Samas take a break from Sun City tradition

2011-04-02 17:47

The yearly exodus of the music industry to Sun City in Rustenburg, North West, for the South African Music Awards (Sama) has ground to a sudden halt.

For the first time since 2003, the Samas will be held at Montecasino in Fourways, Johannesburg, on May 20-21.

The last time the party was in Johannesburg was at the Sandton Convention Centre in April 2001. Now in its 17th season, it had become a tradition for the music industry to gather at the resort.

Caroline Hillary, spokesperson for the Samas, said the move was necessary for the ­event to evolve.

“This is part of a natural growth of the awards,” she said. “Risa (the Recording Industry of South Africa) wanted to
involve the public more. It became pointless for them to spend colossal amounts of money on an event that catered only for the industry, the media and a select few.

“Now we plan to have thousands of ordinary people take part in the festivities. The general public is ecstatic about the move to Montecasino. It’s only the media that’s complaining.”

The plans for this year will make the event the biggest ever.

Said Hillary: “We’re building a dome for the ceremony that is bigger than the Superbowl (at Sun City) and takes in even bigger numbers.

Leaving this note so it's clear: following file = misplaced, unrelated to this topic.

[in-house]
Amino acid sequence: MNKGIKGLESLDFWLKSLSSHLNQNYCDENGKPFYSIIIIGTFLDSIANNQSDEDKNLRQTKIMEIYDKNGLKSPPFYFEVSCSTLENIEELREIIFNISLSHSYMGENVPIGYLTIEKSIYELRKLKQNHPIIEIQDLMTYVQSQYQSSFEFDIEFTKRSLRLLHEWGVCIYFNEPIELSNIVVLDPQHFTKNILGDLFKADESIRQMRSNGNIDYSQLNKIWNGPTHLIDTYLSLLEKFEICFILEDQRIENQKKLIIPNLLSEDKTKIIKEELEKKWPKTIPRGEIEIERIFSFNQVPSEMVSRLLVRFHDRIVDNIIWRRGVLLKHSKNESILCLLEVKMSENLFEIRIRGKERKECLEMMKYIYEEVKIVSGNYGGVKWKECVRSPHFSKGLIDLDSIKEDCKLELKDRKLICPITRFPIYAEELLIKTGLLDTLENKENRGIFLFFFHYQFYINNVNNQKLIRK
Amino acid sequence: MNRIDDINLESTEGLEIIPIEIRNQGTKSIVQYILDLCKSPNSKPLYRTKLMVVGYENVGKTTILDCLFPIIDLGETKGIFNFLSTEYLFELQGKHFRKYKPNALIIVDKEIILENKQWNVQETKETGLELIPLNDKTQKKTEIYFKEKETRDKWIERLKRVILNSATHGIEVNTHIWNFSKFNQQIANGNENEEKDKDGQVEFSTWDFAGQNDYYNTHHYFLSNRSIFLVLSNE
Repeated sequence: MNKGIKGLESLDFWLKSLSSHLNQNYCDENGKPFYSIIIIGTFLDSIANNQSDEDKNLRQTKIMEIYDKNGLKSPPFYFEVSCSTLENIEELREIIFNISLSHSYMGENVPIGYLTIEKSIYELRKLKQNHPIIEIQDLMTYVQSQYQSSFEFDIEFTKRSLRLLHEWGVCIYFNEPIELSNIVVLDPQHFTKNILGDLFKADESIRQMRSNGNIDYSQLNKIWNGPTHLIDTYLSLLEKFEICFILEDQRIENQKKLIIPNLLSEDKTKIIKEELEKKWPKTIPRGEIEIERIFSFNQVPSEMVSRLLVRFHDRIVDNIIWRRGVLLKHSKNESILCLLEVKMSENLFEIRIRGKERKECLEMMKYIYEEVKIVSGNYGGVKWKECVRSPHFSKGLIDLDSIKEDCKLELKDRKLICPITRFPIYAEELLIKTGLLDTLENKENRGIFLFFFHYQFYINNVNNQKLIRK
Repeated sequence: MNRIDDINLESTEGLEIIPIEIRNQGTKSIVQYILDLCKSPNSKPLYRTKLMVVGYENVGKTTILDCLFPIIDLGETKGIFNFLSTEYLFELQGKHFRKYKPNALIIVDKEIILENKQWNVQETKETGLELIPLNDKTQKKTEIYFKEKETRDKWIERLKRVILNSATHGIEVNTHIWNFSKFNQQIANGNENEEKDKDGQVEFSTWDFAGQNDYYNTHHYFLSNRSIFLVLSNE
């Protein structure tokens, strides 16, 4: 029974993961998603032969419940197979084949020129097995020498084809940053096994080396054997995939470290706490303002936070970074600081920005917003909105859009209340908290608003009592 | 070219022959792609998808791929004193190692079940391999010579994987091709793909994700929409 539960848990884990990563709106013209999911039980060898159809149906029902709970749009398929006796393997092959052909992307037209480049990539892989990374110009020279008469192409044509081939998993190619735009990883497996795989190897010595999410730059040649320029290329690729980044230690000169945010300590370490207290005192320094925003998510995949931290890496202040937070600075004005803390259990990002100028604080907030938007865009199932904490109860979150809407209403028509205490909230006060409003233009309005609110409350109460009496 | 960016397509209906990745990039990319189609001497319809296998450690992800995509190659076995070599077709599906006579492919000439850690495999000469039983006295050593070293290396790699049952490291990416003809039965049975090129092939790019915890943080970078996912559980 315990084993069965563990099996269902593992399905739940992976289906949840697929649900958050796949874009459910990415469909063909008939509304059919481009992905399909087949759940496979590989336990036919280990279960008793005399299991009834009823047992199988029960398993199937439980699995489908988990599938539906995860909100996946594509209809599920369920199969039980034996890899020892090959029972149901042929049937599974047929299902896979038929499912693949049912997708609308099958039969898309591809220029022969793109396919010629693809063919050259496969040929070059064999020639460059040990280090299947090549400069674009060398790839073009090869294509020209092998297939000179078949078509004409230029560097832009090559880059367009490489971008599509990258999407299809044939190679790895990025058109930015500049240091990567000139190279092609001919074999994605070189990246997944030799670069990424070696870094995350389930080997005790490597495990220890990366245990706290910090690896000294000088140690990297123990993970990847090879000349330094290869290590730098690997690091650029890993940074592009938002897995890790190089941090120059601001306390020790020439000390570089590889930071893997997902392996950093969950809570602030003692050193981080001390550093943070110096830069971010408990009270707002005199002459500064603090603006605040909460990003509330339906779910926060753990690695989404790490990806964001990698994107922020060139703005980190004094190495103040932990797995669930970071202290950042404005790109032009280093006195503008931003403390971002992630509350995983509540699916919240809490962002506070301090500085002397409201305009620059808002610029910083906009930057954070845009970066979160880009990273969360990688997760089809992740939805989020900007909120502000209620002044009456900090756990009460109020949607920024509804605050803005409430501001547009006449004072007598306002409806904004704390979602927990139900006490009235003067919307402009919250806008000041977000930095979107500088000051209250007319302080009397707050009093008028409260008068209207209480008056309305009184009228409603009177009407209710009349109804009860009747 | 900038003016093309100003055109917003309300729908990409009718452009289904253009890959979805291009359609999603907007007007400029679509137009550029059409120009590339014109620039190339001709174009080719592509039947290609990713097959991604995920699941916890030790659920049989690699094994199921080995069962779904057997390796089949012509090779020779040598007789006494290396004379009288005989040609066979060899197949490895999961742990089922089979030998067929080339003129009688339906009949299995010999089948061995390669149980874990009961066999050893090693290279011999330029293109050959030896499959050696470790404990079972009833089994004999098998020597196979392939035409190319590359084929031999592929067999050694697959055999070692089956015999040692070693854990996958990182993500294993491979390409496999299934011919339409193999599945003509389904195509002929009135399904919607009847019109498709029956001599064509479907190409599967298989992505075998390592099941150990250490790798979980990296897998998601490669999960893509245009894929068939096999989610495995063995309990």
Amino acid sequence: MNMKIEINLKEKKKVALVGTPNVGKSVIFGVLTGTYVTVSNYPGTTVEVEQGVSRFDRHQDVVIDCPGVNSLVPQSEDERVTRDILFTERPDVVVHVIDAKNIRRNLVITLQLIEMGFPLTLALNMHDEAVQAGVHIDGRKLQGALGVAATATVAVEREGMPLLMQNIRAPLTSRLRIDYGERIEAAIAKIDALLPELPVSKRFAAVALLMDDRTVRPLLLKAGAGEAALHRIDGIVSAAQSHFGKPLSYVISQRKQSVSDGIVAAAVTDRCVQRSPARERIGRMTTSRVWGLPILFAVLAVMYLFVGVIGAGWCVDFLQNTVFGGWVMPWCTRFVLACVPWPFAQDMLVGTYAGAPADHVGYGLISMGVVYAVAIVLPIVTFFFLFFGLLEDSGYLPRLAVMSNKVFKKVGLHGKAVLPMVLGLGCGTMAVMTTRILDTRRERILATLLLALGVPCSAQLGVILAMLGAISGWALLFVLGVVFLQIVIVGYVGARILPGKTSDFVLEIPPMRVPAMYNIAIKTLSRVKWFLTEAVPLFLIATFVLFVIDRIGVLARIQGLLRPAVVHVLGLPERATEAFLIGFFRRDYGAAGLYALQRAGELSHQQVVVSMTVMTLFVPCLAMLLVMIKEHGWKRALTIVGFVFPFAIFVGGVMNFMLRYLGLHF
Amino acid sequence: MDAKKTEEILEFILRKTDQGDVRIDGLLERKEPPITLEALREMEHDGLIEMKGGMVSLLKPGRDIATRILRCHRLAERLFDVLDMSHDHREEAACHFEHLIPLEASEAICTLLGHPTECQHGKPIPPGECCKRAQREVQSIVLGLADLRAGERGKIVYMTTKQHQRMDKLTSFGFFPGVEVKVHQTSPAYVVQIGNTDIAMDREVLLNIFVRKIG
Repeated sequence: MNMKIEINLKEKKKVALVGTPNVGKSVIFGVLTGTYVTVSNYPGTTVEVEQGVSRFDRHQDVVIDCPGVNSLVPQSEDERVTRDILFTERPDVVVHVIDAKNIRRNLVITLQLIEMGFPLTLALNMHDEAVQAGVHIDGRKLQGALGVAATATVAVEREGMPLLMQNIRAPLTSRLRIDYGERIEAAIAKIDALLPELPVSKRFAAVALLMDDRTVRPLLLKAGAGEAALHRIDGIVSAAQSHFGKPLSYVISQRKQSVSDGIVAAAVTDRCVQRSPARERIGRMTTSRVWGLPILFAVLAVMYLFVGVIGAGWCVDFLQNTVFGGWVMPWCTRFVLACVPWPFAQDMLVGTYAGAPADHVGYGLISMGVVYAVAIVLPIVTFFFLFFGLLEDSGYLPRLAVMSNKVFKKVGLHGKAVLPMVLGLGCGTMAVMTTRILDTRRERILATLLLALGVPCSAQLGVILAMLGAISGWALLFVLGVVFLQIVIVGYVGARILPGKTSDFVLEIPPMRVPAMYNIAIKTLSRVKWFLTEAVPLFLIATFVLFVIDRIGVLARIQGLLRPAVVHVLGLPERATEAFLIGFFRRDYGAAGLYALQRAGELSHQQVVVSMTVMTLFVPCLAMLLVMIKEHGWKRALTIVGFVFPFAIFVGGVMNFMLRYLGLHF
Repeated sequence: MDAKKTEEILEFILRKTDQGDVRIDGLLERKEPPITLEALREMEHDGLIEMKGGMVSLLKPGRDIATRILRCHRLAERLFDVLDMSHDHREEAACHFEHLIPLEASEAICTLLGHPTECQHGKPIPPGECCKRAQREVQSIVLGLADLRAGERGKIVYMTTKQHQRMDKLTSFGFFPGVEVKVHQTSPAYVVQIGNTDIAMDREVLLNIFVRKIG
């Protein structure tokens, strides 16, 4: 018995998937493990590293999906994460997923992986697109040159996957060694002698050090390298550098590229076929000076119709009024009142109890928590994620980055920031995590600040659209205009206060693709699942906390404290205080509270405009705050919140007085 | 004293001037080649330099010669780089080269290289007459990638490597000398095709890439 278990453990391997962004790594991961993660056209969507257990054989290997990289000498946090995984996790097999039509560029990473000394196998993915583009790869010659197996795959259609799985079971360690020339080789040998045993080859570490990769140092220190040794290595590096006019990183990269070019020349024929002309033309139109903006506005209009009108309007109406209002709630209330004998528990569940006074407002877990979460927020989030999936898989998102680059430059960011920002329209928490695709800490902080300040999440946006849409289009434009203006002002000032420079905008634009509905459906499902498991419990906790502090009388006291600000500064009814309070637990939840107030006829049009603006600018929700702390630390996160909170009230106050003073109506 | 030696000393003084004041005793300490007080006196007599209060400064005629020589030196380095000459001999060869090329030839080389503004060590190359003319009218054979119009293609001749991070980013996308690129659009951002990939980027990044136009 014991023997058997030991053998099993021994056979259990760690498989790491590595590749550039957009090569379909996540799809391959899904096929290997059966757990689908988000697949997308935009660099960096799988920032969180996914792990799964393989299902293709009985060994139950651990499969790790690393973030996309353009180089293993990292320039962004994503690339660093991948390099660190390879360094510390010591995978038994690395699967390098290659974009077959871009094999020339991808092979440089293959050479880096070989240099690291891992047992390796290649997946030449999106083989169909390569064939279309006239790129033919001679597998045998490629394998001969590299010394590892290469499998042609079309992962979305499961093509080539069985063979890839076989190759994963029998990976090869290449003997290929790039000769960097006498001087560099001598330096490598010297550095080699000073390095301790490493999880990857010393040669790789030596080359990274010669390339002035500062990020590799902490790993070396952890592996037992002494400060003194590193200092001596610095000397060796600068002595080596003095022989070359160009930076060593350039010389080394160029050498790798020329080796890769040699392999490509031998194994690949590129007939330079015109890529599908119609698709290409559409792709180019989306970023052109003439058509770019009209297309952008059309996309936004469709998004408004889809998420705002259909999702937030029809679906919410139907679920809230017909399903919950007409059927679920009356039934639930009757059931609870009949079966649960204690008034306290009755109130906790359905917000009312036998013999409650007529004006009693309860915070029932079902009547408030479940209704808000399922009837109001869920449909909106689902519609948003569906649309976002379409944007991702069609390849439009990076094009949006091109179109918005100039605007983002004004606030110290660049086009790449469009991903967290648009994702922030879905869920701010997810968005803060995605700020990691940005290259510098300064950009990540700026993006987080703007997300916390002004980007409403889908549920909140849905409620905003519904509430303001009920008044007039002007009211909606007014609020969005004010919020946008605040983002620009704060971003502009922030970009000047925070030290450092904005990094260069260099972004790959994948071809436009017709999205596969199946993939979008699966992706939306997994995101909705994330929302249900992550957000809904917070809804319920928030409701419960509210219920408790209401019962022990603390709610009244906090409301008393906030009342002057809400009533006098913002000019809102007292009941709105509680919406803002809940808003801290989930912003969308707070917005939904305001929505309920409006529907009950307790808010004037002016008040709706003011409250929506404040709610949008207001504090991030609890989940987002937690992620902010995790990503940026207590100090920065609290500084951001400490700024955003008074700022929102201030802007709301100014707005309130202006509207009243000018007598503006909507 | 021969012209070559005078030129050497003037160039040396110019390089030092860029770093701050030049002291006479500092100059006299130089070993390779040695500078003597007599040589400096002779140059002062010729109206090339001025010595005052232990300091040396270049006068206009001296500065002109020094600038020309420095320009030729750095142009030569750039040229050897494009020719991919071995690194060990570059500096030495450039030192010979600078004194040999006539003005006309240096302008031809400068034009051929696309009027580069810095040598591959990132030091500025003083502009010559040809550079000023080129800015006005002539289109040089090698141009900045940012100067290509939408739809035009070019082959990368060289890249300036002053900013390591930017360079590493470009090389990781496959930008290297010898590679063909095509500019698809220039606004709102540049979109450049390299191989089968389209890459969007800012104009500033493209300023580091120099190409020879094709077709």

“The event will be more glamorous and there will be lots of after parties spread out over Montecasino.”

Nominees, artists and selected media will be accommodated in the hotels at Montecasino.

“It’s not a budget issue, it’s in the name of growth,” she said.

Hillary dismissed the possibility of the awards ever going back to Sun City. “It will seem a little silly to go backwards. I can tell you that this (Montecasino plan) is going to be massive.”

The ceremony at the Sandton Convention Centre was an epic failure because of poor ventilation and the large number of people who attended. But Hillary was quick to point out that they had since engaged a production company to run the show.

Thoko Qoboza, spokesperson for Sun International, owners of Sun City, said Risa had made a business decision.

“It’s not that they were unhappy with Sun City. It cost them a lot to accommodate people and do other things. They tried to postpone and find a way around the costs but it didn’t work out,” she said. “We’re not sad or angry. When things get back to normal they’ll probably come back to Sun City.”

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